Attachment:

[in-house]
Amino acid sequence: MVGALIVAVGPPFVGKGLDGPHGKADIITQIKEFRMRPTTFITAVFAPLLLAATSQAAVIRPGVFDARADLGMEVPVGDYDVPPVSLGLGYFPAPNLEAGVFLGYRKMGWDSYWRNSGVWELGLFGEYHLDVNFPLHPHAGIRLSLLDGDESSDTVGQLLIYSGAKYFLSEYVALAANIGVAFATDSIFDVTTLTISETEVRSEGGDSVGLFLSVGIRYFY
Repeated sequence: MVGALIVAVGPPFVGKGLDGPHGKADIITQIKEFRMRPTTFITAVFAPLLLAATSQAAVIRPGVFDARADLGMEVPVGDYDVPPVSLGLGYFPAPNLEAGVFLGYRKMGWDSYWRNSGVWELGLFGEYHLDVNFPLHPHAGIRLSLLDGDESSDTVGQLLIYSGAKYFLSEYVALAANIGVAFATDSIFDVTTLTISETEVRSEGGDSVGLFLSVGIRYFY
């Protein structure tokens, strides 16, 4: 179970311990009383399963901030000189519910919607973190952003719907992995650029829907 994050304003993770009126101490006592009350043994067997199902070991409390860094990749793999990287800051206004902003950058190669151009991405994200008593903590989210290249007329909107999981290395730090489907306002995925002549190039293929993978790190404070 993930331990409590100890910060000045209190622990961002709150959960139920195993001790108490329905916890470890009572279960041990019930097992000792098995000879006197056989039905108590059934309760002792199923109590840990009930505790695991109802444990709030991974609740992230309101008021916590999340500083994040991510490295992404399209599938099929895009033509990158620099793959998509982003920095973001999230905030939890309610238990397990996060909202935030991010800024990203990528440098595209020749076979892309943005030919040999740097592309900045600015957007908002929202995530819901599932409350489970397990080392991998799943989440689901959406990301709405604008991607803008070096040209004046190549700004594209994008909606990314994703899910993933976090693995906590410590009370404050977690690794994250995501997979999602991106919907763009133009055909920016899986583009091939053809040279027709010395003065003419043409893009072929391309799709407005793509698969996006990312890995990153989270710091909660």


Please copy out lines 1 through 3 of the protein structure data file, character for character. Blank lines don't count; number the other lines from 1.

[in-house]
Amino acid sequence: MVGALIVAVGPPFVGKGLDGPHGKADIITQIKEFRMRPTTFITAVFAPLLLAATSQAAVIRPGVFDARADLGMEVPVGDYDVPPVSLGLGYFPAPNLEAGVFLGYRKMGWDSYWRNSGVWELGLFGEYHLDVNFPLHPHAGIRLSLLDGDESSDTVGQLLIYSGAKYFLSEYVALAANIGVAFATDSIFDVTTLTISETEVRSEGGDSVGLFLSVGIRYFY
Repeated sequence: MVGALIVAVGPPFVGKGLDGPHGKADIITQIKEFRMRPTTFITAVFAPLLLAATSQAAVIRPGVFDARADLGMEVPVGDYDVPPVSLGLGYFPAPNLEAGVFLGYRKMGWDSYWRNSGVWELGLFGEYHLDVNFPLHPHAGIRLSLLDGDESSDTVGQLLIYSGAKYFLSEYVALAANIGVAFATDSIFDVTTLTISETEVRSEGGDSVGLFLSVGIRYFY